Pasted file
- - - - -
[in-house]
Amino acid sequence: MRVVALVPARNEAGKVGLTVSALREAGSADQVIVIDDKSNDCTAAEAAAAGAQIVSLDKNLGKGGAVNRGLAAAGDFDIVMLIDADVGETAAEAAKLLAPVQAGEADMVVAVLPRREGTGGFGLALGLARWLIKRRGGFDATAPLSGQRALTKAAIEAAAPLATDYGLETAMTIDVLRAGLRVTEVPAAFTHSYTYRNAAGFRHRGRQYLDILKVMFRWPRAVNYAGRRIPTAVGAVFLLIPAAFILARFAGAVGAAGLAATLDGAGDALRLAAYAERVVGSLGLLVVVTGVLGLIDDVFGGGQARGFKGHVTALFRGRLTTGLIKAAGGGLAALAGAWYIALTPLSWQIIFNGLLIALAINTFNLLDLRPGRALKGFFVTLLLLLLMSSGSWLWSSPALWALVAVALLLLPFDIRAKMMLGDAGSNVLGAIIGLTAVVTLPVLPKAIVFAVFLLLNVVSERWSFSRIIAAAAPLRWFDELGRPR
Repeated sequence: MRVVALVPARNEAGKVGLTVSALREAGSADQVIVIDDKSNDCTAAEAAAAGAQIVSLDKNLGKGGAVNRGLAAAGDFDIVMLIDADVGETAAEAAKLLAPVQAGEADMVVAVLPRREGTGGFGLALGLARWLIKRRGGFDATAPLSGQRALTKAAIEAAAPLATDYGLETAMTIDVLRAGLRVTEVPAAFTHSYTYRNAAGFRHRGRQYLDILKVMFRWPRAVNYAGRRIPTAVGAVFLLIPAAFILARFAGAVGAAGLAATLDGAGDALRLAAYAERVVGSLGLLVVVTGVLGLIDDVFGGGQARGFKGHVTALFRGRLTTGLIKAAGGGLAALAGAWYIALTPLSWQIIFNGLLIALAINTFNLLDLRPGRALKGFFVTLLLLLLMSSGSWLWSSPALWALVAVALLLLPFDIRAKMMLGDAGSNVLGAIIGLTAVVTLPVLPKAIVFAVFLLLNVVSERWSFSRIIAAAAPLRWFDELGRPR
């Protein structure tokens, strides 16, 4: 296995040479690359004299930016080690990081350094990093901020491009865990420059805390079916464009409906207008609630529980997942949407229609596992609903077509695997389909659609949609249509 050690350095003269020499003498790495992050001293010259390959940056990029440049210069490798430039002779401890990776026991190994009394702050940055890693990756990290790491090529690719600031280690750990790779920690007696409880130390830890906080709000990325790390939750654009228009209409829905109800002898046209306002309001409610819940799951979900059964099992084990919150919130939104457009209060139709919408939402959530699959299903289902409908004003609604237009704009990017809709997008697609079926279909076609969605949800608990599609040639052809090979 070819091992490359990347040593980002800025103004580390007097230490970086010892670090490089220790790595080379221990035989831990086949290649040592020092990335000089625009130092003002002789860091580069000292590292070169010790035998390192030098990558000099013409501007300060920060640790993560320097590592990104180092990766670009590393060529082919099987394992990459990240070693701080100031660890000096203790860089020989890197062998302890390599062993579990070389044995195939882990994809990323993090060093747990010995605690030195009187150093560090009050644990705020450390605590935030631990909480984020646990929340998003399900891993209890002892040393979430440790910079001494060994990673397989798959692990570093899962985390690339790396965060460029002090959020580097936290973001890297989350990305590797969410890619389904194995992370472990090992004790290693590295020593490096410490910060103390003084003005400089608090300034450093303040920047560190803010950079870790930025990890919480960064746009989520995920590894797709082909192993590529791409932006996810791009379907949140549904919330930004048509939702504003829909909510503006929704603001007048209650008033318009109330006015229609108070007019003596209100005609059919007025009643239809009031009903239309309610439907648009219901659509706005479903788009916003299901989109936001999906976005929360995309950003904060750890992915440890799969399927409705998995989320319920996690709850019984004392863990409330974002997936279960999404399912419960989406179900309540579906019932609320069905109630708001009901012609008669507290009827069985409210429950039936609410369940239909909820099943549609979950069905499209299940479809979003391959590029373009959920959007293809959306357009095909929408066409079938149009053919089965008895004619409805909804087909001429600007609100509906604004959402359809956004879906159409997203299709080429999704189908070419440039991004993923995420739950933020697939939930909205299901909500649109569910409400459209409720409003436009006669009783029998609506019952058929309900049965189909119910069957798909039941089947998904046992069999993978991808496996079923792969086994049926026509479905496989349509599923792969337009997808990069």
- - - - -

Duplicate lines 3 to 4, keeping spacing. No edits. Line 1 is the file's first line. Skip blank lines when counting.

Repeated sequence: MRVVALVPARNEAGKVGLTVSALREAGSADQVIVIDDKSNDCTAAEAAAAGAQIVSLDKNLGKGGAVNRGLAAAGDFDIVMLIDADVGETAAEAAKLLAPVQAGEADMVVAVLPRREGTGGFGLALGLARWLIKRRGGFDATAPLSGQRALTKAAIEAAAPLATDYGLETAMTIDVLRAGLRVTEVPAAFTHSYTYRNAAGFRHRGRQYLDILKVMFRWPRAVNYAGRRIPTAVGAVFLLIPAAFILARFAGAVGAAGLAATLDGAGDALRLAAYAERVVGSLGLLVVVTGVLGLIDDVFGGGQARGFKGHVTALFRGRLTTGLIKAAGGGLAALAGAWYIALTPLSWQIIFNGLLIALAINTFNLLDLRPGRALKGFFVTLLLLLLMSSGSWLWSSPALWALVAVALLLLPFDIRAKMMLGDAGSNVLGAIIGLTAVVTLPVLPKAIVFAVFLLLNVVSERWSFSRIIAAAAPLRWFDELGRPR
């Protein structure tokens, strides 16, 4: 296995040479690359004299930016080690990081350094990093901020491009865990420059805390079916464009409906207008609630529980997942949407229609596992609903077509695997389909659609949609249509 050690350095003269020499003498790495992050001293010259390959940056990029440049210069490798430039002779401890990776026991190994009394702050940055890693990756990290790491090529690719600031280690750990790779920690007696409880130390830890906080709000990325790390939750654009228009209409829905109800002898046209306002309001409610819940799951979900059964099992084990919150919130939104457009209060139709919408939402959530699959299903289902409908004003609604237009704009990017809709997008697609079926279909076609969605949800608990599609040639052809090979 070819091992490359990347040593980002800025103004580390007097230490970086010892670090490089220790790595080379221990035989831990086949290649040592020092990335000089625009130092003002002789860091580069000292590292070169010790035998390192030098990558000099013409501007300060920060640790993560320097590592990104180092990766670009590393060529082919099987394992990459990240070693701080100031660890000096203790860089020989890197062998302890390599062993579990070389044995195939882990994809990323993090060093747990010995605690030195009187150093560090009050644990705020450390605590935030631990909480984020646990929340998003399900891993209890002892040393979430440790910079001494060994990673397989798959692990570093899962985390690339790396965060460029002090959020580097936290973001890297989350990305590797969410890619389904194995992370472990090992004790290693590295020593490096410490910060103390003084003005400089608090300034450093303040920047560190803010950079870790930025990890919480960064746009989520995920590894797709082909192993590529791409932006996810791009379907949140549904919330930004048509939702504003829909909510503006929704603001007048209650008033318009109330006015229609108070007019003596209100005609059919007025009643239809009031009903239309309610439907648009219901659509706005479903788009916003299901989109936001999906976005929360995309950003904060750890992915440890799969399927409705998995989320319920996690709850019984004392863990409330974002997936279960999404399912419960989406179900309540579906019932609320069905109630708001009901012609008669507290009827069985409210429950039936609410369940239909909820099943549609979950069905499209299940479809979003391959590029373009959920959007293809959306357009095909929408066409079938149009053919089965008895004619409805909804087909001429600007609100509906604004959402359809956004879906159409997203299709080429999704189908070419440039991004993923995420739950933020697939939930909205299901909500649109569910409400459209409720409003436009006669009783029998609506019952058929309900049965189909119910069957798909039941089947998904046992069999993978991808496996079923792969086994049926026509479905496989349509599923792969337009997808990069």